Why Russia Sold Alaska: History of Agreement

The United States bought Alaska from the Russian Empire through the Alaska Purchase. Through a treaty that was approved by the US Senate, Alaska was officially ceded to the US on October 18, 1867.

With the acquisition, the United States gained 586,412 sq mi (1,518,800 km2) of fresh land for under $7.2 million in 1867. In 2022, the price would be $151 million, or $0.42 per acre.

The majority of American responses to the acquisition were favorable since many people thought owning Alaska would serve as a base to increase American commerce with Asia. The acquisition was dubbed “Seward’s Folly” or “Seward’s Icebox” by some opponents, who said the United States had bought worthless territory.

It is important to remember that the 1867 sale of Alaska from Russia to the United States was a turning point in history that permanently changed the geopolitical situation in North America. The choice to engage in this complicated deal, known as the Alaska Purchase, was influenced by several geopolitical, financial, and diplomatic factors. Let us explore the interesting background of Russia’s decision to cede this enormous region in this essay.


Promyshlenniki, traders, and fur trappers who crossed Siberia established themselves in Russian America. In 1799, the Russian-American Company (RAC) was granted a charter to go fur-trapping after they arrived in Alaska in 1732. Although no colony was founded, the Russian Orthodox Church constructed churches and dispatched missionaries to the locals. In a region more than twice the size of Texas, about 700 Russians upheld the country’s sovereignty.

After being defeated by France and Britain in the Crimean War, Russia needed money, and the once-numerous 300,000 sea otters were on the verge of extinction.

The treaty was signed at 4:00 a.m. on March 30, 1867, marking the conclusion of discussions that had begun at the beginning of March 1867. Approximately 2 cents per acre ($4.74/km2), or $7.2 million ($151 million in 2022), was agreed upon as the acquisition price.

Key Players in the Alaska Purchase

The diplomatic history of the Alaska Purchase spanned over fifteen years and involved several important individuals. Grand Duke Konstantin Nikolaevich, the younger brother of Emperor Aleksandr II, was a primary driving force for the sale in Russia.

Prince Aleksandr Gorchakov, the foreign minister of Russia, had a more traditional temperament and at first opposed the loss of any Russian land. However, Edouard de Stoeckl, the Russian ambassador in Washington, became a more powerful voice that persuaded the St. Petersburg authorities that selling Alaska to the United States was the wisest course of action.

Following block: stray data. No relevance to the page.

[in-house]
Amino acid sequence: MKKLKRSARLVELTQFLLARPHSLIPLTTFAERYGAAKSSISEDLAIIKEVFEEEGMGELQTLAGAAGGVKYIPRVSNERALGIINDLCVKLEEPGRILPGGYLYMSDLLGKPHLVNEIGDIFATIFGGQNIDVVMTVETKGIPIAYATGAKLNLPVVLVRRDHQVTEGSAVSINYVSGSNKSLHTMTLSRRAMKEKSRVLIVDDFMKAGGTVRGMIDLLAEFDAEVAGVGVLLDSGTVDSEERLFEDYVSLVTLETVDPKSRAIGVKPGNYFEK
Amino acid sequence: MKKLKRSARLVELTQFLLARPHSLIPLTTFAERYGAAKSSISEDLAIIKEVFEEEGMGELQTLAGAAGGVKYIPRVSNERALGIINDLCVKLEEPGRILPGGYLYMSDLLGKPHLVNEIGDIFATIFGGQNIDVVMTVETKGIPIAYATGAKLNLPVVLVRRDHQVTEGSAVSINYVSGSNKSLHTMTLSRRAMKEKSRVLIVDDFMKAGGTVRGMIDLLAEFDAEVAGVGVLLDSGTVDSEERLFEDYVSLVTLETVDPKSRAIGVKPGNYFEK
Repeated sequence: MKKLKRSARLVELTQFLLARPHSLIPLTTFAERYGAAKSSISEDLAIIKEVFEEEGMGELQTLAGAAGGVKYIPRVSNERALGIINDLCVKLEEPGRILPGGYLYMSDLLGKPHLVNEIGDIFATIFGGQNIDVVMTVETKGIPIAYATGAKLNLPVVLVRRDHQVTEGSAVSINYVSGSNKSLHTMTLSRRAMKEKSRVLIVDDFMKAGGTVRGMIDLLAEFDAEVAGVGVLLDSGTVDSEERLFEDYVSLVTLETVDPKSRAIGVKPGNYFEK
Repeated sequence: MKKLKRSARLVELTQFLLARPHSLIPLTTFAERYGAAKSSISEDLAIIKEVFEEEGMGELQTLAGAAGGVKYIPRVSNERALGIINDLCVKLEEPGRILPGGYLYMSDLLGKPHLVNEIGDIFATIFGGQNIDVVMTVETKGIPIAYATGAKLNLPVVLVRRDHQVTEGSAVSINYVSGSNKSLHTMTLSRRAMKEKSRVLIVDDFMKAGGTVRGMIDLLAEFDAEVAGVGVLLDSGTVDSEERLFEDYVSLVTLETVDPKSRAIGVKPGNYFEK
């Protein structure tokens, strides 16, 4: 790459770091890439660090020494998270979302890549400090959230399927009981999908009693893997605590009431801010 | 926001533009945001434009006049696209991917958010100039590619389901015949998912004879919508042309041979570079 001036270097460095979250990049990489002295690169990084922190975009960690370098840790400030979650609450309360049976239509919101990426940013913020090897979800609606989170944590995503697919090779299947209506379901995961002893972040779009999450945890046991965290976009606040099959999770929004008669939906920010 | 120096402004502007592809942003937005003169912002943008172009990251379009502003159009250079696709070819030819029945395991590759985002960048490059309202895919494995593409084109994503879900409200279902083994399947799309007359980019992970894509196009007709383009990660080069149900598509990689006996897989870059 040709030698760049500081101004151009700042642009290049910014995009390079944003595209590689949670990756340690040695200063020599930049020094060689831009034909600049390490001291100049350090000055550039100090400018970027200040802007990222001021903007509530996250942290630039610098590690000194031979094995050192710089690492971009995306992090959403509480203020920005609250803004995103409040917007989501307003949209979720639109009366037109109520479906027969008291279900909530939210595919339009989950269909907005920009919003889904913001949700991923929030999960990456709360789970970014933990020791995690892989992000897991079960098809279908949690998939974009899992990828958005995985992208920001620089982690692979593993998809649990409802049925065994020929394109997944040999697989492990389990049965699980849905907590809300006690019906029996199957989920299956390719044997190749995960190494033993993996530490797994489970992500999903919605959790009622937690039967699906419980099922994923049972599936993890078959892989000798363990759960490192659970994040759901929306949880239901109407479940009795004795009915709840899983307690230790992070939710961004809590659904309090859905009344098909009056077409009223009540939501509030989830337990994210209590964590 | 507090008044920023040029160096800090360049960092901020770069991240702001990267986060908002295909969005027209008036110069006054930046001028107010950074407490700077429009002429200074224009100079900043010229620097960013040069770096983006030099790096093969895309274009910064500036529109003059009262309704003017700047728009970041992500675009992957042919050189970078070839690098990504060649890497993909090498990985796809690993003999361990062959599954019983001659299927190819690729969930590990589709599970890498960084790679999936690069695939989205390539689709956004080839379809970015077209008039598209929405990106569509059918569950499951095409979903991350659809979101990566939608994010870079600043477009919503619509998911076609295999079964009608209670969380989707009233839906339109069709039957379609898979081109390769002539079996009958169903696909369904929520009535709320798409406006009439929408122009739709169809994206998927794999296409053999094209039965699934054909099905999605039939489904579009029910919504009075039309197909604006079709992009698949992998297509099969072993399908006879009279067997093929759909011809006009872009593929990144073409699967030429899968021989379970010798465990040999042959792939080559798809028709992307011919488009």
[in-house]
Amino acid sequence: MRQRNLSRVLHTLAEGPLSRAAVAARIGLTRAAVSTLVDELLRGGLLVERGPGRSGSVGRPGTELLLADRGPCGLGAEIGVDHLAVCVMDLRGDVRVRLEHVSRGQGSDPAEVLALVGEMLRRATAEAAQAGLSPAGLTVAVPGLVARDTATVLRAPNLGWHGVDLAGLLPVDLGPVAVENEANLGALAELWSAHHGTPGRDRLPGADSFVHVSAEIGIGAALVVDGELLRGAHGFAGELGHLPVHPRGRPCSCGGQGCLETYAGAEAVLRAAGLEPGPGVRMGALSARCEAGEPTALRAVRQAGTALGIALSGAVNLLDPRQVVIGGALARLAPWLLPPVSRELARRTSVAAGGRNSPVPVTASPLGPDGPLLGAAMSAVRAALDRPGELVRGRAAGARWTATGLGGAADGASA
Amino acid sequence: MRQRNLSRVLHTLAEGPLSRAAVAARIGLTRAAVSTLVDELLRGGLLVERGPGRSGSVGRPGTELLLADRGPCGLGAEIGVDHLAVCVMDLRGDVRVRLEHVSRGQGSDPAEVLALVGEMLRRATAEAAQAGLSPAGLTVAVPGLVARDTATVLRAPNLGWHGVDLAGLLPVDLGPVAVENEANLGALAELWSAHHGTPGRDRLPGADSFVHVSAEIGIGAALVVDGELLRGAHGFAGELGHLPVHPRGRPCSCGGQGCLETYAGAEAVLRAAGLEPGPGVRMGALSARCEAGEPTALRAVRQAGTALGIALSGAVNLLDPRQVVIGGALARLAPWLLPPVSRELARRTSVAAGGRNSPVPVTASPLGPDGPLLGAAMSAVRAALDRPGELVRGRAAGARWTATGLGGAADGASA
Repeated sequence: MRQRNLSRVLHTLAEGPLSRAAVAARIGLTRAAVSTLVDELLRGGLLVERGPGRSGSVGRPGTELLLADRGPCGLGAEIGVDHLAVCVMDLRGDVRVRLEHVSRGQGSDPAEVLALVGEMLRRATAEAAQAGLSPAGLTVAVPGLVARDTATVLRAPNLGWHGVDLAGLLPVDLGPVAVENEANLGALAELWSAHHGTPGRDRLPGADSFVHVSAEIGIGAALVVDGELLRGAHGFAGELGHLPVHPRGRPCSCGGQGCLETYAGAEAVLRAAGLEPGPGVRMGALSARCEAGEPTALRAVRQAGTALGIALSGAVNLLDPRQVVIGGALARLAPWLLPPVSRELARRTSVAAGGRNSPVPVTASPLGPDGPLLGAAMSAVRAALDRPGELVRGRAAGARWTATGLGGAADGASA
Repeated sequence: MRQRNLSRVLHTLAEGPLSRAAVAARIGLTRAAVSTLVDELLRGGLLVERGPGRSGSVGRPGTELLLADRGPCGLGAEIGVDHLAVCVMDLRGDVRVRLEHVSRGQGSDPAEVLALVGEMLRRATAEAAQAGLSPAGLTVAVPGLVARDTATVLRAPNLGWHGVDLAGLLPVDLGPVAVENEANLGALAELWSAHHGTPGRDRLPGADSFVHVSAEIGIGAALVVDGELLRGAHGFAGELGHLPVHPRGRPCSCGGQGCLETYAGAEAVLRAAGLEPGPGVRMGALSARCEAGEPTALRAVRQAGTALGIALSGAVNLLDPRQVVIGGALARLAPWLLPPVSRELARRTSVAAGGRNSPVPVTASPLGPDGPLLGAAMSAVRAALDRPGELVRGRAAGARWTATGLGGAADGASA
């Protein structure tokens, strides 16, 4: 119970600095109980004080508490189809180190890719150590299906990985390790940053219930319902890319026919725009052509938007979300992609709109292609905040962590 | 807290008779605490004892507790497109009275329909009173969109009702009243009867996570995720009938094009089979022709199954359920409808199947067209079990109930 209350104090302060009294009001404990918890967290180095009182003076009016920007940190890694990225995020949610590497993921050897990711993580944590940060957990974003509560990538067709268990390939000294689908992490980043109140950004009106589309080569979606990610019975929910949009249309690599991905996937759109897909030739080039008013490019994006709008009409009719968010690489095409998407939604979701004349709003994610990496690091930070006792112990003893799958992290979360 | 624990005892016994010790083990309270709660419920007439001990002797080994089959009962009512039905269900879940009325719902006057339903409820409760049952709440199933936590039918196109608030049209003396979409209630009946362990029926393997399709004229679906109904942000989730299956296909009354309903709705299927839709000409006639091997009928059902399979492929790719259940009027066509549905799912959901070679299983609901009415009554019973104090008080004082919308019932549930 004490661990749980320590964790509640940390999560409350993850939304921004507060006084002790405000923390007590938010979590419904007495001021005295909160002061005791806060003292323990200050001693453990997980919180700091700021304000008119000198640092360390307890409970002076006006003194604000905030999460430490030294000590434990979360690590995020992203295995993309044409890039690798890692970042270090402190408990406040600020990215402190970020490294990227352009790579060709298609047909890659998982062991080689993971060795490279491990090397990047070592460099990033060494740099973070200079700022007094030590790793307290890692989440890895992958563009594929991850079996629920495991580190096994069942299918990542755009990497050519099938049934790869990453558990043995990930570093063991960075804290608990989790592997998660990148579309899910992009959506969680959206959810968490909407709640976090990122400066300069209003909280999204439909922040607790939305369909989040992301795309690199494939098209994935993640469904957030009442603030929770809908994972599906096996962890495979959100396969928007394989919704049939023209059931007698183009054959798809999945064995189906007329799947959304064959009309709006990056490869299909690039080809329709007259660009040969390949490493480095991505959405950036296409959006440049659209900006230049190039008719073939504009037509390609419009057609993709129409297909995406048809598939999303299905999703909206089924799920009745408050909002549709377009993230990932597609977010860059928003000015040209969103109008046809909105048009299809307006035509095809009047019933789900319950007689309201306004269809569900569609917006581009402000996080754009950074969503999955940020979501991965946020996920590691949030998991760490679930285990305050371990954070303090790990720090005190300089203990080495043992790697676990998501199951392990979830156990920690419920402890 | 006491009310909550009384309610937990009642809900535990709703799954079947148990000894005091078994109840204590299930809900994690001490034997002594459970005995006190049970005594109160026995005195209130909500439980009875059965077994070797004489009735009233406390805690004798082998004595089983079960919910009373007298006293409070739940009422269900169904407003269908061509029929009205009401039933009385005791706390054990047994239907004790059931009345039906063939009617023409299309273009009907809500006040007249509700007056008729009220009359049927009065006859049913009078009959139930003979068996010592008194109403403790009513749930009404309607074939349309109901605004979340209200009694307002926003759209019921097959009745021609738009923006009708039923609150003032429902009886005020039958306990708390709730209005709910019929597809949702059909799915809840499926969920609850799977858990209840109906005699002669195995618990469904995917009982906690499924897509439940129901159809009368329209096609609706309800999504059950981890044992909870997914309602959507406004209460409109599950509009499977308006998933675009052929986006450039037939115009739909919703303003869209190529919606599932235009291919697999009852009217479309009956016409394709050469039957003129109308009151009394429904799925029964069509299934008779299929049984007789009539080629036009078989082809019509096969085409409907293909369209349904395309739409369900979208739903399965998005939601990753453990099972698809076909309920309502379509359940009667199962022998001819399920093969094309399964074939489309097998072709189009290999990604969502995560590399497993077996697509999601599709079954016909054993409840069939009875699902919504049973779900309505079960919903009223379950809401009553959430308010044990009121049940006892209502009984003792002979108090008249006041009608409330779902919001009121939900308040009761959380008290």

The most significant figure on the American side was Secretary of State William H. Seward, who tirelessly advocated for the Alaska Purchase over a protracted period. In a process made difficult by President Andrew Johnson’s impeachment in 1868, Republican Congressman Nathaniel Banks of Massachusetts, a former Union general in the Civil War and chair of the Committee on Foreign Affairs, assisted in guiding the bill appropriating payment for Alaska through the House of Representatives.

The following individuals represented both teams as prominent players.  

  1. Aleksandr II
  2. Grand Duke Konstantin Nikolaevich
  3. Prince Aleksandr Gorchakov
  4. Edouard de Stoeckl
  5. Andrew Johnson
  6. William H. Seward
  7. Charles Sumner
  8. Nathaniel Banks
  9. Thaddeus Stevens

Russia and the Sale of Alaska

The Russian government held a protracted internal discussion before deciding to sell Alaska to the United States. Grand Duke Konstantin Nikolaevich, the younger brother of Emperor Alexander II of Russia, led the charge for the sale inside the Romanov court.

However, several influential figures argued that the tsar should maintain control of the region. They included former executives and significant stockholders of the Russian-American Company, as well as Prince Aleksandr Gorchakov, the Russian Minister of Foreign Affairs.

However, the sales demands proved to be too much. Von Wrangell conceded this and claimed that Alaska’s price should represent its present and potential land and resource value. Emperor Alexander II finalized his decision to sell on December 16, 1866, during a meeting with his important ministers at the Winter Palace in St. Petersburg.

The tsar intended to bargain with the Americans on a price, and he established a floor of $5 million as the least unacceptable offer. As a result, he instructed the Russian envoy to Washington to negotiate the deal’s final details with Secretary of State William H. Seward. Seward was really keen to acquire Alaska, so the Russian government increased its proposal, bringing the final price to $7.2 million.

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Two Versions of How the US Purchased Alaska

In a sense, there are two viewpoints and histories of how Alaska became a part of the United States. One relates to how Alaska came under Russian “possession” before being given up to the United States. The second viewpoint is that of the indigenous people, who have inhabited Alaska for thousands of years.

1) Russia Looks East

When Russia was a tiny fraction of its current size, the hunger for new regions that eventually led it to Alaska and finally California began in the 16th century.